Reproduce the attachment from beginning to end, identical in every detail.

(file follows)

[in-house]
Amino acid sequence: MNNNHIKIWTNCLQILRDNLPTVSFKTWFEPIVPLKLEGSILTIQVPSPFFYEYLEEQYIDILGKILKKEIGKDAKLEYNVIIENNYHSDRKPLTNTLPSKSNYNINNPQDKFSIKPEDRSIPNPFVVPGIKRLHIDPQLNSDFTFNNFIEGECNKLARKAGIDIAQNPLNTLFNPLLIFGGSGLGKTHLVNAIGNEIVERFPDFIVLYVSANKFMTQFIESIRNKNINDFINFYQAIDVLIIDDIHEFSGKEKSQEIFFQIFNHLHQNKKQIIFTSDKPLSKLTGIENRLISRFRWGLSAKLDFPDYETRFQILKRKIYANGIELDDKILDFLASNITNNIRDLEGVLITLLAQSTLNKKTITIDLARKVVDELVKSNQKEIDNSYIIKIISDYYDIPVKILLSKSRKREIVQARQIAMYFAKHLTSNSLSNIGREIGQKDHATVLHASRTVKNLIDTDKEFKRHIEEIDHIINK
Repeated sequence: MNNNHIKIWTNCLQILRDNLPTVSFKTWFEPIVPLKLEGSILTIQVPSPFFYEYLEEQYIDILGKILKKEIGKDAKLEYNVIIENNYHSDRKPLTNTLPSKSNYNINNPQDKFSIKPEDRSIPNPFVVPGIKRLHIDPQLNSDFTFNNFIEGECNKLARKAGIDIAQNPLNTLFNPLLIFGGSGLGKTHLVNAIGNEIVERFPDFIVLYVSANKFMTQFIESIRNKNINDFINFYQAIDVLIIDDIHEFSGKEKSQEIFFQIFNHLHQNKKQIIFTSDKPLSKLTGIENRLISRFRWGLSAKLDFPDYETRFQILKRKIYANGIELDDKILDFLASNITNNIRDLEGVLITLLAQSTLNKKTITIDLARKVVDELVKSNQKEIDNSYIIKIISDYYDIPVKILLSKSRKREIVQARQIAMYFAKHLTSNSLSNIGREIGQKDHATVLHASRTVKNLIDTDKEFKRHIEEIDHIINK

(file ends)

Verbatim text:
[in-house]
Amino acid sequence: MNNNHIKIWTNCLQILRDNLPTVSFKTWFEPIVPLKLEGSILTIQVPSPFFYEYLEEQYIDILGKILKKEIGKDAKLEYNVIIENNYHSDRKPLTNTLPSKSNYNINNPQDKFSIKPEDRSIPNPFVVPGIKRLHIDPQLNSDFTFNNFIEGECNKLARKAGIDIAQNPLNTLFNPLLIFGGSGLGKTHLVNAIGNEIVERFPDFIVLYVSANKFMTQFIESIRNKNINDFINFYQAIDVLIIDDIHEFSGKEKSQEIFFQIFNHLHQNKKQIIFTSDKPLSKLTGIENRLISRFRWGLSAKLDFPDYETRFQILKRKIYANGIELDDKILDFLASNITNNIRDLEGVLITLLAQSTLNKKTITIDLARKVVDELVKSNQKEIDNSYIIKIISDYYDIPVKILLSKSRKREIVQARQIAMYFAKHLTSNSLSNIGREIGQKDHATVLHASRTVKNLIDTDKEFKRHIEEIDHIINK
Repeated sequence: MNNNHIKIWTNCLQILRDNLPTVSFKTWFEPIVPLKLEGSILTIQVPSPFFYEYLEEQYIDILGKILKKEIGKDAKLEYNVIIENNYHSDRKPLTNTLPSKSNYNINNPQDKFSIKPEDRSIPNPFVVPGIKRLHIDPQLNSDFTFNNFIEGECNKLARKAGIDIAQNPLNTLFNPLLIFGGSGLGKTHLVNAIGNEIVERFPDFIVLYVSANKFMTQFIESIRNKNINDFINFYQAIDVLIIDDIHEFSGKEKSQEIFFQIFNHLHQNKKQIIFTSDKPLSKLTGIENRLISRFRWGLSAKLDFPDYETRFQILKRKIYANGIELDDKILDFLASNITNNIRDLEGVLITLLAQSTLNKKTITIDLARKVVDELVKSNQKEIDNSYIIKIISDYYDIPVKILLSKSRKREIVQARQIAMYFAKHLTSNSLSNIGREIGQKDHATVLHASRTVKNLIDTDKEFKRHIEEIDHIINK